Votes near on OV, Neshobe projects

BRANDON — Voters in Brandon and the other towns that send students to Otter Valley Union High School will be voting on two capital improvement questions on Tuesday, Nov. 17. If approved, neither is expected to raise the tax rate.
Brandon residents will vote at polls set up at the Neshobe School. Polls will be open from 7 a.m.- 7 p.m.
For Leicester residents, polls at the town office will be open from 10 a.m. to 7 p.m. Contact Town Clerk Julie Delphia if an absentee ballot is needed.
Goshen voters are asked to contact the town clerk for the times polls will be open.
The Brandon School Board has approved a $1.7 million bond initiative asking voters to replace the heating system at the Neshobe School with a wood pellet boiler system.
The current heating system at the school is between 25 and 30 years old and has reached the end of its useful life, the board said. The heating and ventilation temperature controls are ineffective at maintaining the indoor temperatures and air quality in the school, they said, and the pneumatic control systems in both Neshobe School buildings are not working properly and need to be replaced for better efficiency. The new controller needs to be integrated into a building control system to allow for adjustment and monitoring. 
While by law the bond must have voter approval in order for the project to go forward, all of the bond payments will be made using money from the Ely Trust Fund. There will be no cost to taxpayers and the tax rate will not increase because of this bond.
The Brandon School Board will hold an informational meeting on Monday, Nov. 16, at 6:30 p.m. in the Neshobe School gymnasium.
The Otter Valley School Board is asking voters to approve a bond on Nov. 17 in order to implement a building-wide $3.49 million energy-saving heat and ventilation upgrade as well. While OV does not have a trust to access in order to pay for the bond, the board said the energy savings from the upgrade will pay for the improvements over time.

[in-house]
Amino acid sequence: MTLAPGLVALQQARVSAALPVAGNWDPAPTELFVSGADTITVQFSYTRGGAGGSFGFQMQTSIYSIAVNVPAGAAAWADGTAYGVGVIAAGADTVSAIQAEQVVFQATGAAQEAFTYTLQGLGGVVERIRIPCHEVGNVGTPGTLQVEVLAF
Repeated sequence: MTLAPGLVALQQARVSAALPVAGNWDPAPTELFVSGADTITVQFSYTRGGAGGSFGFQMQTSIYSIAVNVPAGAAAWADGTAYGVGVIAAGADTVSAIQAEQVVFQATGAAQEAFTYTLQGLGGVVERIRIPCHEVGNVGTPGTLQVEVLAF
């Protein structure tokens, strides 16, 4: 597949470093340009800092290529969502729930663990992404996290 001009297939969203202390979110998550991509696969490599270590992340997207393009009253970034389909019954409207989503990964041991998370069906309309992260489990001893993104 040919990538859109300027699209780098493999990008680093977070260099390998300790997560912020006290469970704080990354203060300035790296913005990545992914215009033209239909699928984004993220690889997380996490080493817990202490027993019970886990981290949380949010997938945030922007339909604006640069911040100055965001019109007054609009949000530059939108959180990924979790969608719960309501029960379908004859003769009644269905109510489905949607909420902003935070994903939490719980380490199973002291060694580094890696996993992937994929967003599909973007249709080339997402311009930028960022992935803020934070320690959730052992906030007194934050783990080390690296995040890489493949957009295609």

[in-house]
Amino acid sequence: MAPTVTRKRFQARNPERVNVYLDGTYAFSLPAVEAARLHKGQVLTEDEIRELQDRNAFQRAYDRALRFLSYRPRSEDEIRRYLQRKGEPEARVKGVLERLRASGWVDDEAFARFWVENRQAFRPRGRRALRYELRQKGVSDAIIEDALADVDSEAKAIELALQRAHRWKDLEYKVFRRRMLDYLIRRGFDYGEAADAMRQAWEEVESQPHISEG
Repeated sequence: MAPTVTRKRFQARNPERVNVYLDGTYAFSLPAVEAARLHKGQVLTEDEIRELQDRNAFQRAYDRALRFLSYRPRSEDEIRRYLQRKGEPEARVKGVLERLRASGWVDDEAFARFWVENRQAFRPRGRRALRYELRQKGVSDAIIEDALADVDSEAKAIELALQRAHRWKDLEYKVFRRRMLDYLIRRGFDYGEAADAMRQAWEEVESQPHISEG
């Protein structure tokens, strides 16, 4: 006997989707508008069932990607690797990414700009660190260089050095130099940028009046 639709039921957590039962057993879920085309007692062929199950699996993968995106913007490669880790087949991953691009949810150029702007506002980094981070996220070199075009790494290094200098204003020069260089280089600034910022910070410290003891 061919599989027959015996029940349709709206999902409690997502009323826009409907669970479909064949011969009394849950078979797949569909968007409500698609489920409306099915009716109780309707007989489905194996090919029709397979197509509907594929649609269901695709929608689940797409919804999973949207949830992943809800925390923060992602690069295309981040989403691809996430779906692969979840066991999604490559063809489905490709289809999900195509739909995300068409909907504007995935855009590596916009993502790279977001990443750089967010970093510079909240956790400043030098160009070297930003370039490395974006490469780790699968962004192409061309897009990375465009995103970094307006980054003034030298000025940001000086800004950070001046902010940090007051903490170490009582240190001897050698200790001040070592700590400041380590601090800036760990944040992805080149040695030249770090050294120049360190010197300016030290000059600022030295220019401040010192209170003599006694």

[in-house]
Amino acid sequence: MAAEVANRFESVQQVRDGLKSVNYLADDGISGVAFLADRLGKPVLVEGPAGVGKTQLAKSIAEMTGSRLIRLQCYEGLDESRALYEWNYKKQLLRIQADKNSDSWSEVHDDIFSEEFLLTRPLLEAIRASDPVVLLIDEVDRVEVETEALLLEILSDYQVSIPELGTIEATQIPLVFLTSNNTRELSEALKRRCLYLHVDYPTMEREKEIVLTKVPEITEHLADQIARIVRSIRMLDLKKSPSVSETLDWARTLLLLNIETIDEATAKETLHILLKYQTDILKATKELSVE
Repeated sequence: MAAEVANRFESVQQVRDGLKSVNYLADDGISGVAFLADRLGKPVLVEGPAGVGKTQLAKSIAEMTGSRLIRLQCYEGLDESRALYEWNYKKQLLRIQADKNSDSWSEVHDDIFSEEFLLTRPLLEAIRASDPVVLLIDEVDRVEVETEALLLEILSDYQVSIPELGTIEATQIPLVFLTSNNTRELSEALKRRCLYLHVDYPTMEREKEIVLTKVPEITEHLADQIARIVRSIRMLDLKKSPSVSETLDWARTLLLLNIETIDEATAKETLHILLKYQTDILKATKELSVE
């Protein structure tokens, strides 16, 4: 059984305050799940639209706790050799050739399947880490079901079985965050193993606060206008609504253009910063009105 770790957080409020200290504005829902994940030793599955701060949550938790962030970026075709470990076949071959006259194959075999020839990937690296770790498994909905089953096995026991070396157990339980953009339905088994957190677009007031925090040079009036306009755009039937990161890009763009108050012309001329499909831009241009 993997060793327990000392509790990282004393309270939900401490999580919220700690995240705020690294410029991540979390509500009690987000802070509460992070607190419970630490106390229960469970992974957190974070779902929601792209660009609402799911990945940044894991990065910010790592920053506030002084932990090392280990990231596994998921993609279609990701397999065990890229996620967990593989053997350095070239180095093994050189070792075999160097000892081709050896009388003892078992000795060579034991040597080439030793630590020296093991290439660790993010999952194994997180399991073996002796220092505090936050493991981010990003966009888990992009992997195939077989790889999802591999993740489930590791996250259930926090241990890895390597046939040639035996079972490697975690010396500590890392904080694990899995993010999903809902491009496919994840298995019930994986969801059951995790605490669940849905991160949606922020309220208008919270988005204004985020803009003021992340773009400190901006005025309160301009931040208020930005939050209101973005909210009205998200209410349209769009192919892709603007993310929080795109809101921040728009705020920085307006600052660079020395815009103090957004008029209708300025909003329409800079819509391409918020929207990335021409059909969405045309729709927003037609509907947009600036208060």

The OV has hired Johnson Controls, a global technology company specializing in building efficiency, to handle to project. The financing is set up to cost no more than the value of the energy saved over 18 years. Taxpayer approval is needed because the contract period is more than 10 years.
According to the board, Johnson Controls has determined that the proposed improvements will save OV 59 percent of its current combined electricity and fuel oil usage. With a performance contract, the school can make the payments without adding cost to the taxpayer. There will, however, be a capital contribution of $387,500 that the OV board will have to pay, but it will come out of the OV repair fund.
The project includes adding a wood pellet boiler, installing an energy management system, upgrading the windows and lighting fixtures, installing heat recovery units and solar panels, and an LP gas-powered  “on demand” hot water system.
The OV board held its informational meeting this past Wednesday.

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